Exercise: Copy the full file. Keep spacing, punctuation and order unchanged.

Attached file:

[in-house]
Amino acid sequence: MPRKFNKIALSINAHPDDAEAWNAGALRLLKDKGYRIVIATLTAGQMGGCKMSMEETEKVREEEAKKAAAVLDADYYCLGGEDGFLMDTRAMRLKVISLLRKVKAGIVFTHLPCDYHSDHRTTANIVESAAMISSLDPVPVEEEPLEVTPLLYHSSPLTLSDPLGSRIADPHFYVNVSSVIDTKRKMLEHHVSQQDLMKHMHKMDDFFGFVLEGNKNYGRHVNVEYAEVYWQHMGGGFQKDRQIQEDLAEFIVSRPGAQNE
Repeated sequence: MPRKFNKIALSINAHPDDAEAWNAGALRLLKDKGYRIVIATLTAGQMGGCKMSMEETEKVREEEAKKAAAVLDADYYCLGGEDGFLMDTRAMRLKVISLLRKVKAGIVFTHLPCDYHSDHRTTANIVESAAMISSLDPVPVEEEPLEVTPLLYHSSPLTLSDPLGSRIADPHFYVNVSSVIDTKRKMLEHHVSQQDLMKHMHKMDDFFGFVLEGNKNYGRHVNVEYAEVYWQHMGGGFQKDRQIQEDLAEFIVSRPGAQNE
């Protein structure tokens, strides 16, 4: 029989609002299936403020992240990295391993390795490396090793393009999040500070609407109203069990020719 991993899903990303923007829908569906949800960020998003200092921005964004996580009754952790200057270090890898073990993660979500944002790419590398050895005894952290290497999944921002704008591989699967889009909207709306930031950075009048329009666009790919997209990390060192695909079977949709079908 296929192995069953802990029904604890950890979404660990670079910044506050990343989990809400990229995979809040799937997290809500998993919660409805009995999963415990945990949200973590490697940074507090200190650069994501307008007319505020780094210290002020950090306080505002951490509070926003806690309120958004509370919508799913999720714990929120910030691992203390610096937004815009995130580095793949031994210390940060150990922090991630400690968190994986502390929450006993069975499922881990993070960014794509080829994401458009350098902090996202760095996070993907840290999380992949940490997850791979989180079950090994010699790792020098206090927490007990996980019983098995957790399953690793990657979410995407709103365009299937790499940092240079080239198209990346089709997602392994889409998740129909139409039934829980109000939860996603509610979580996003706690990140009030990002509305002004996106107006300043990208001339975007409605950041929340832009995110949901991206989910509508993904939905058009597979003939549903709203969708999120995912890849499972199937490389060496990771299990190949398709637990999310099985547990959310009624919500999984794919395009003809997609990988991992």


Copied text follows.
[in-house]
Amino acid sequence: MPRKFNKIALSINAHPDDAEAWNAGALRLLKDKGYRIVIATLTAGQMGGCKMSMEETEKVREEEAKKAAAVLDADYYCLGGEDGFLMDTRAMRLKVISLLRKVKAGIVFTHLPCDYHSDHRTTANIVESAAMISSLDPVPVEEEPLEVTPLLYHSSPLTLSDPLGSRIADPHFYVNVSSVIDTKRKMLEHHVSQQDLMKHMHKMDDFFGFVLEGNKNYGRHVNVEYAEVYWQHMGGGFQKDRQIQEDLAEFIVSRPGAQNE
Repeated sequence: MPRKFNKIALSINAHPDDAEAWNAGALRLLKDKGYRIVIATLTAGQMGGCKMSMEETEKVREEEAKKAAAVLDADYYCLGGEDGFLMDTRAMRLKVISLLRKVKAGIVFTHLPCDYHSDHRTTANIVESAAMISSLDPVPVEEEPLEVTPLLYHSSPLTLSDPLGSRIADPHFYVNVSSVIDTKRKMLEHHVSQQDLMKHMHKMDDFFGFVLEGNKNYGRHVNVEYAEVYWQHMGGGFQKDRQIQEDLAEFIVSRPGAQNE
């Protein structure tokens, strides 16, 4: 029989609002299936403020992240990295391993390795490396090793393009999040500070609407109203069990020719 991993899903990303923007829908569906949800960020998003200092921005964004996580009754952790200057270090890898073990993660979500944002790419590398050895005894952290290497999944921002704008591989699967889009909207709306930031950075009048329009666009790919997209990390060192695909079977949709079908 296929192995069953802990029904604890950890979404660990670079910044506050990343989990809400990229995979809040799937997290809500998993919660409805009995999963415990945990949200973590490697940074507090200190650069994501307008007319505020780094210290002020950090306080505002951490509070926003806690309120958004509370919508799913999720714990929120910030691992203390610096937004815009995130580095793949031994210390940060150990922090991630400690968190994986502390929450006993069975499922881990993070960014794509080829994401458009350098902090996202760095996070993907840290999380992949940490997850791979989180079950090994010699790792020098206090927490007990996980019983098995957790399953690793990657979410995407709103365009299937790499940092240079080239198209990346089709997602392994889409998740129909139409039934829980109000939860996603509610979580996003706690990140009030990002509305002004996106107006300043990208001339975007409605950041929340832009995110949901991206989910509508993904939905058009597979003939549903709203969708999120995912890849499972199937490389060496990771299990190949398709637990999310099985547990959310009624919500999984794919395009003809997609990988991992």